Just a handful of stories from around the state this week: News out of Corinth is the report that an unauthorized demolition in the Historic District was halted because the owner did not have the proper permits to tear down the building. … Read More ›
Today’s post is a reprint from Mrs. N.D. Deupree’s “Some Historic Homes of Mississippi,” from Publications of the Mississippi Historical Society, Vol. VI (1902). Jacob Thompson’s Home Among the historic homes of Mississippi in ante-bellum days there were none more… Read More ›
Today’s post is a reprint from Mrs. N.D. Deupree’s “Some Historic Homes of Mississippi,” from Publications of the Mississippi Historical Society, Vol. VI (1902). Kirkwood In the northeast corner of Madison county is Kirkwood, the home of Gov. McWillie. In… Read More ›
Today’s post is a reprint from Mrs. N.D. Deupree’s “Some Historic Homes of Mississippi,” from Publications of the Mississippi Historical Society, Vol. VI (1902). Concord, the old residence of the Spanish governors, was situated about three miles east of the… Read More ›
While not breaking news, I learned this week that shortly after the April 2012 Power of Preservation in Economic Development Conference, the Mississippi Heritage Trust made available on their website several of the presentations given at that conference in Ocean… Read More ›
This paper, so far devoted to descriptions of plantation and suburban homes, will now give a story of a city home, the “Porterfield” home of Vicksburg. It is a large, square-built brick house, three stories high, with long wide halls, three in number, two rooms on each side of the hall on each floor except the first; this has two on the right of the entrance and one, the banqueting hail, on the left, a room 24 by 42 feet, with ceiling 18 feet in height.
The building is fashioned after the style of the old English manor-houses: square built, with wide windows, broad, heavy doors, and solid floors. The doors bear the marks of spurs and bayonets made by Grant’s soldiers as they tried in vain to force their way into stores and mansion, when on the raid from Vicksburg to Jackson in 1863.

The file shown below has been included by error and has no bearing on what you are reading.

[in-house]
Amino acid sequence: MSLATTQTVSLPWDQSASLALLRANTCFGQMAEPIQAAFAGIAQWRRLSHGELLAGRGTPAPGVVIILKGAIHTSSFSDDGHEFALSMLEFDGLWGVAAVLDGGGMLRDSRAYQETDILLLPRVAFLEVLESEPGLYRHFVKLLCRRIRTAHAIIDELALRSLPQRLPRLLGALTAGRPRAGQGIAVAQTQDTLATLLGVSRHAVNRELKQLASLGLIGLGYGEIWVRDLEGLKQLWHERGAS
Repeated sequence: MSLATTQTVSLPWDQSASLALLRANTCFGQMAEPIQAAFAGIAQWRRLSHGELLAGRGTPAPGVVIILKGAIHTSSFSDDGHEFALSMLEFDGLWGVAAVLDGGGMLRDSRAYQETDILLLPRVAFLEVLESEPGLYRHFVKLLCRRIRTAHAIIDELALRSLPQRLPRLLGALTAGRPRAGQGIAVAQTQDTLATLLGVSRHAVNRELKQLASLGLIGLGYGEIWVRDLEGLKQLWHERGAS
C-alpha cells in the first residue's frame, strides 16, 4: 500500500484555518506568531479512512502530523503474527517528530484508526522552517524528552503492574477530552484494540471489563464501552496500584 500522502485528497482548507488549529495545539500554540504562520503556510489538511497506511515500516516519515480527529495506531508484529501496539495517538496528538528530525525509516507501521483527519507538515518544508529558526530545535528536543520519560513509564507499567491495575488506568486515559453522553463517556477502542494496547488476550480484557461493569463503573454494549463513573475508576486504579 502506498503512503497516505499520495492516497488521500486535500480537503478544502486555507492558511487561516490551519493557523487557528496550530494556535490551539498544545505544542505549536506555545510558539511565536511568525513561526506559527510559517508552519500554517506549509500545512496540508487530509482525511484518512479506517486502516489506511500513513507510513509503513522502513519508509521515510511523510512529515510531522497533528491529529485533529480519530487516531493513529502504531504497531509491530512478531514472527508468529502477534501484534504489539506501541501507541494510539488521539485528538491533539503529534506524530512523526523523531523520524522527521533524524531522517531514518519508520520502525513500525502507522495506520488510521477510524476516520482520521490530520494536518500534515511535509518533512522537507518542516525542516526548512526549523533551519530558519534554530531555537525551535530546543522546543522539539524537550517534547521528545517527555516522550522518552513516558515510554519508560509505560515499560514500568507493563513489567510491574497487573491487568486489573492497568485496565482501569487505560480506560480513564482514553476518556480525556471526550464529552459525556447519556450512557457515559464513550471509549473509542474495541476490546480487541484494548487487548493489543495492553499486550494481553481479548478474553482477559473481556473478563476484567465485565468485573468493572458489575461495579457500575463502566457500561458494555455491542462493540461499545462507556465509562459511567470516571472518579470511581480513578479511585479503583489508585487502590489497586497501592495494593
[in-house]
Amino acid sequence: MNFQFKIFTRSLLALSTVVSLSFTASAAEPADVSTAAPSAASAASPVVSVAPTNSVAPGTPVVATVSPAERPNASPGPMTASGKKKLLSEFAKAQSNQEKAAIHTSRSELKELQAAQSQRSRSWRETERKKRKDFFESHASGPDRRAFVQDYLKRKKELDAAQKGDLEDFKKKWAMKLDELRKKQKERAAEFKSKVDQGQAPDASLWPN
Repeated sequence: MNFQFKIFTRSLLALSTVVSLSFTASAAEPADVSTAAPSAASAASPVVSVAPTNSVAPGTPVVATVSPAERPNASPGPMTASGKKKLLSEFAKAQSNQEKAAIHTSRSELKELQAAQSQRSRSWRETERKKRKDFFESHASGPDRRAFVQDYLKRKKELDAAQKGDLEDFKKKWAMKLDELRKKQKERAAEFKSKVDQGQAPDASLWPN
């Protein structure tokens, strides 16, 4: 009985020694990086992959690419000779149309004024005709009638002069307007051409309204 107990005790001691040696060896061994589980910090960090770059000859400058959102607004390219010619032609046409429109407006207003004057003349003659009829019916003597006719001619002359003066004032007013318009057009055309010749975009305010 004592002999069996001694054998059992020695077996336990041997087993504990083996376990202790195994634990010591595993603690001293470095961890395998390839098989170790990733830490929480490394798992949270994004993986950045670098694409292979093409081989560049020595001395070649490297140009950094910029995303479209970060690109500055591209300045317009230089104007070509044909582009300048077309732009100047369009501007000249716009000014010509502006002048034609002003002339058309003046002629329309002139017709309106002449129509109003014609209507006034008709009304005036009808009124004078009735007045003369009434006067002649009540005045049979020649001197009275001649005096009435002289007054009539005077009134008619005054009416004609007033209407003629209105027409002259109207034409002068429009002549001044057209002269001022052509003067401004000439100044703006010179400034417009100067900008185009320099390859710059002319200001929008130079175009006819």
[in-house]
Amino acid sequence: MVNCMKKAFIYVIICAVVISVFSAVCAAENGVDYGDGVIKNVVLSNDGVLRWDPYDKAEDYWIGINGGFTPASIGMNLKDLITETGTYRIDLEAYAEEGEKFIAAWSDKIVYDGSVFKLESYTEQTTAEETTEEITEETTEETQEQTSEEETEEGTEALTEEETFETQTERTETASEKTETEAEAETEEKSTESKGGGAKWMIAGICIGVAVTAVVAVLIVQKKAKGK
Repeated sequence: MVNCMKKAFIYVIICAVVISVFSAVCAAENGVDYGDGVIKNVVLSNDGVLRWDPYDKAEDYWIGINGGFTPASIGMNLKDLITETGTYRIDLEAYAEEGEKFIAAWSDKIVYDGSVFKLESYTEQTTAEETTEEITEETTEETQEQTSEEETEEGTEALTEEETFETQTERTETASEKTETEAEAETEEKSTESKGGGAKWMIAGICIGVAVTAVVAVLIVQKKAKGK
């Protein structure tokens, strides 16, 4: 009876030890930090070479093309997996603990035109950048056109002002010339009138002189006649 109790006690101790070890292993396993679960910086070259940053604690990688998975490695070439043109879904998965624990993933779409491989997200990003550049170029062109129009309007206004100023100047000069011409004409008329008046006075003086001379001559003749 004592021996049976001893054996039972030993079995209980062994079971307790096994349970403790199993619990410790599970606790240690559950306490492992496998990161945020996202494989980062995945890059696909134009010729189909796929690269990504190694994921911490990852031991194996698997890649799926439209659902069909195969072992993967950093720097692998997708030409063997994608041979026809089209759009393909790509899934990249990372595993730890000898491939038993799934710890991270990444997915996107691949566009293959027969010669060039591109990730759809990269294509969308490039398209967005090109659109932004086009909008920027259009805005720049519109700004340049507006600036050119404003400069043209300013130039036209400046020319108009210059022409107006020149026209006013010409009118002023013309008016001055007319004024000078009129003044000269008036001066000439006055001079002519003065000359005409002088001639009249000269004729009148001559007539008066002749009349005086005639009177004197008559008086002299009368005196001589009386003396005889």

If you’ve ever read the MissPres post The Beauty of Modernist Storefronts, you’ve seen some HABS images of Jackson’s long gone, international style, J.C. Penney department store. This unique building was taken away before it had the opportunity to be appreciated. J.C. Penney Department… Read More ›
I was in Greenwood recently and while there I decided to go check on a hunch I had about a scene in The Help. I don’t actually have a great visual memory, but for some reason, this scene reminded me… Read More ›
We heard early yesterday that the Webster County Courthouse in the tiny town of Walthall caught fire around 2:30 AM and was not completely under control until 7 o’clock. Tom Freeland at the North Mississippi Commenter posted an update yesterday afternoon. Preservation architect… Read More ›
Schools are structures that are often duplicated from one set of plans, as seen in some of Malvaney’s early Architectural Twins posts (January 14, 2010 & July 14, 2010). The school board of Hattiesburg was no different when they hired… Read More ›
Before we get back to our regular programming next week, I thought I might catch up with a few interesting tidbits I’ve come across in my news reading over the holidays. If you’re a new reader, you might not catch… Read More ›
Thanks to MissPreser John C for passing along this link to an article in the New York Times this week, “Last Chapter for a Court with a Place in History.” The Meridian Star has recently announced that the federal courthouse… Read More ›
On this 7th anniversary of Hurricane Katrina, we think of our friends and landmarks on the Gulf Coast and hope to see them on the other side of Hurricane Isaac. Meanwhile, we pause to remember another one of our landmarks… Read More ›
Forty-three years ago today, Mississippi lost one of its handful of Frank Lloyd Wright designs, a house in Pass Christian known as the Fuller House. Located at 317 Sandy Hook Drive, the house, designed in 1951, was considered part of… Read More ›
The Mississippi Department of Archives and History has offered the Fair Commission emergency stabilization money to save the Hinds County Armory by putting a new roof on the building and making the building weather tight to prevent deterioration until a full rehabilitation can take place.
Now that we have hope for the future of Mound Bayou’s Taborian Hospital, maybe we can renew some energy for Yazoo City’s earlier Afro American Sons and Daughters Hospital, long abandoned and disappearing beneath ravenous vines. Mississippi’s first hospital for… Read More ›